Saturday, February 28, 2015

A family wedding....

Cake made with love....

A pretty riverside setting...

Frou-frou from a friend....

More next
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Tuesday, February 24, 2015

Preparing meals ahead to save big $$$$...

Yes it's true.
Some of my friends do believe me to be quite insane. Especially when I start talking about insourcing and preprepping meals and stuff. They just shake their heads and say 'but they sell that already done at Coles'. Yes. I know. But not the way I do it ;-)
Here is my bit of insanity from saved me about $200 on my grocery bill, bought lunches and snacks. Now that's a good insanity!
I have a background in Catering and Event Management and worked with chefs for many years, so I have learned to multi-task. You can have chicken simmering, casserole bubbling, quiche baking, cookie dough mixing and be cutting potatoes all at the same time. It's just get one thing going, move on to the next, then the next. You kind of start with the thing that is least complicated, moving on to the more complex. So here is the order I tackled my preparation, and what you can achieve, with practice, in a single two hour session.
1. As soon as I got in the door with the groceries, I put on the stock for poaching the chicken and turned on the oven to preheat. Once it was boiling I dropped the chicken breasts in, popped the lid on and switched the heat off .... 3 minutes. Leave for twenty minutes....not peeking...and they'll be perfectly succulent and moist. See the full method in my 'Recipes in four sentences' section.

2. While the water for the chicken was coming to the boil, I put on a big pot of rice as per my method in Recipes in Four Sentences. Similar to the chicken, once boiling, I covered it and turned it off.... 3 minutes.

3. Continuing to unpack groceries as I go, I found the butter and left it out to soften and trimmed and packed the bacon when it came to hand in the same bag....5-10 minutes. I trim most of the visible fat from my bacon, and coil it into little rounds, storing it sitting up like that in a plastic container. The little coils are easily removed individually for cooking. The rinds and fat are kept in a ziplock bag to flavour baked vegetables. Layed over the surface of cut vegetables on the baking tray, they replace other oil, and add a nice robust flavour to pumpkin, sweet potato and potatoes.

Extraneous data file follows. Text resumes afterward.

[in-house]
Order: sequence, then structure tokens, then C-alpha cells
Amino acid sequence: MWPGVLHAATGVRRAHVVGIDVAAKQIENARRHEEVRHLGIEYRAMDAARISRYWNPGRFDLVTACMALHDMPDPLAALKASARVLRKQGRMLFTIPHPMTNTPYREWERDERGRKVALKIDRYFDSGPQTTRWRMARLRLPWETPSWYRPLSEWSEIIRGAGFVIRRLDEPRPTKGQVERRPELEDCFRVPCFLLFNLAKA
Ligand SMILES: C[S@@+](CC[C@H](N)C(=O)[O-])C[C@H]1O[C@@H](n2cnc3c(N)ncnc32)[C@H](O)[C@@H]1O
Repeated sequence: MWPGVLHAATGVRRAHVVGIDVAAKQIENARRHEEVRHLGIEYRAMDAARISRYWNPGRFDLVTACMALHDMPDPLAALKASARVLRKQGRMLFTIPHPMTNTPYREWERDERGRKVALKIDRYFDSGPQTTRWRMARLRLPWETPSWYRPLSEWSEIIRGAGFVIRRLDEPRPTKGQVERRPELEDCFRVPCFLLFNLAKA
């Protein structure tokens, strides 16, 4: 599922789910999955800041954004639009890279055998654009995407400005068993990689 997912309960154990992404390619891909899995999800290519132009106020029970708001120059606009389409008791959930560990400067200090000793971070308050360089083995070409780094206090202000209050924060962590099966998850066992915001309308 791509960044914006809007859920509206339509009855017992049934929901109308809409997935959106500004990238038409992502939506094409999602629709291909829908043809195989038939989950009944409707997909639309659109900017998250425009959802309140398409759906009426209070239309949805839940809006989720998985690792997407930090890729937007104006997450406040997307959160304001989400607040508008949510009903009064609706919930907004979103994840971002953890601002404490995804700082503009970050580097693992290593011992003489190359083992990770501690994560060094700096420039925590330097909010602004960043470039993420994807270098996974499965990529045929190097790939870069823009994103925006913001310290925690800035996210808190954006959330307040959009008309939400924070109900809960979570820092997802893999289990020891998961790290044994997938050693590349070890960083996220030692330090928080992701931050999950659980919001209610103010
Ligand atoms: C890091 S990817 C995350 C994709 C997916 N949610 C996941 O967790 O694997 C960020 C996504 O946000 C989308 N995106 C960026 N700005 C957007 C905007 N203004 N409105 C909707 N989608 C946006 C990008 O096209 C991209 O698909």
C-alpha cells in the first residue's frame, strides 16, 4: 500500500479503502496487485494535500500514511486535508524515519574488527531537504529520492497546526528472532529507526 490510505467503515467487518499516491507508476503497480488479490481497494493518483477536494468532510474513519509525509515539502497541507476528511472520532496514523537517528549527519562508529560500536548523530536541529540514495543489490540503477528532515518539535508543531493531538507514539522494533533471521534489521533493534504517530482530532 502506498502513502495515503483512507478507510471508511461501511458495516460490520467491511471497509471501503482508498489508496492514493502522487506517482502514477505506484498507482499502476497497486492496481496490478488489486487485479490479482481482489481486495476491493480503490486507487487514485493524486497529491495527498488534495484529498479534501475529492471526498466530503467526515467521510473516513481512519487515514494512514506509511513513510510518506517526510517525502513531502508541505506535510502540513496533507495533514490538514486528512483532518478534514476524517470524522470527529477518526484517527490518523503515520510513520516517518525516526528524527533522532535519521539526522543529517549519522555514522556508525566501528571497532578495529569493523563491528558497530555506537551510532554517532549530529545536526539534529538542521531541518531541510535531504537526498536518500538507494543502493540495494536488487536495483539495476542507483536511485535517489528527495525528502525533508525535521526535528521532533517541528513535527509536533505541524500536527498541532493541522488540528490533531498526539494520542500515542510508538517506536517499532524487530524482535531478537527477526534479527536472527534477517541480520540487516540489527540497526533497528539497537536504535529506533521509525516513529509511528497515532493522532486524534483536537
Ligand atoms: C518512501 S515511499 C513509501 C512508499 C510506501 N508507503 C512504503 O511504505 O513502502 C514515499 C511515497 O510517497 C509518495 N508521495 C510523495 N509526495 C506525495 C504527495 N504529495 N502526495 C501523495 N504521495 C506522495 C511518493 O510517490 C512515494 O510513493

4. I finished unpacking the groceries, only leaving out what I needed to work with at one end of my kitchen bench. Next to it I arranged all of my containers and implements. I set up the food processor on my other tiny bench. Note that I only have two small benches and a sink to work on, so not much room, but I do have a dishwasher, and I'm fastidious about rinsing, stacking, washing up and putting away as I go. About 15 minutes maximum to find all the containers, knives and baking dishes and set them out.

5. I sliced and divided all of the remaining chicken breasts and bagged them in my own marinade which I randomly squirt into small ziplock bags, standing up already open...15 minutes. Into the freezer they go.

6. Next, I trimmed the rump which was already sliced, and popped it in to large or small ziplock bags with marinade and extras like slivers of garlic and quartered onions...longest time of all...about 20-25 minutes. Then into the freezer.

7. I cracked 2 dozen eggs into a large bowl and whisked with 2 cups of Gluten Free flour and 4 dessertspoons of baking powder, as well as some crumbled chicken stock cubes, salt and pepper, 2 cups of natural yoghurt and 1 cup of milk. I sprayed 2 pie dishes and a casserole dish with cooking spray, then tossed in some of that 'diced bacon' that comes already done. I also sprinkled in some dried onion flakes and some dried granules of garlic. I then divided the mixture evenly between the three dishes and popped two into the oven. The third one I baked later with the Gluten Free biscuits. As soon as they were done I cut them into pieces to fit the containers I had, and froze them in layers with baking paper between them. I can fit half a large quiche in one deep takeaway style container. This took about 7 minutes to prepare and get into the oven, and 10 minutes to pack and freeze.

8. I sliced a wombok (Chinese cabbage) with the mandolin and refrigerated it in a lined and covered lettuce keeper. 3 minutes. This forms the base for all of our salads for the week, and stir fry towards the end of the week. I'll add other ingredients as the week wears on for each individual salad. The wombok keeps really well compared to bought salad mixes.

9. I then peeled and sliced the onions for a batch of my onion confit using the mandolin, and removed the chicken from the stove to the bench to allow it to cool before refrigerating it. I got the confit going and then used the food processor to prepare the relish and get it simmering. This took maybe 15 minutes.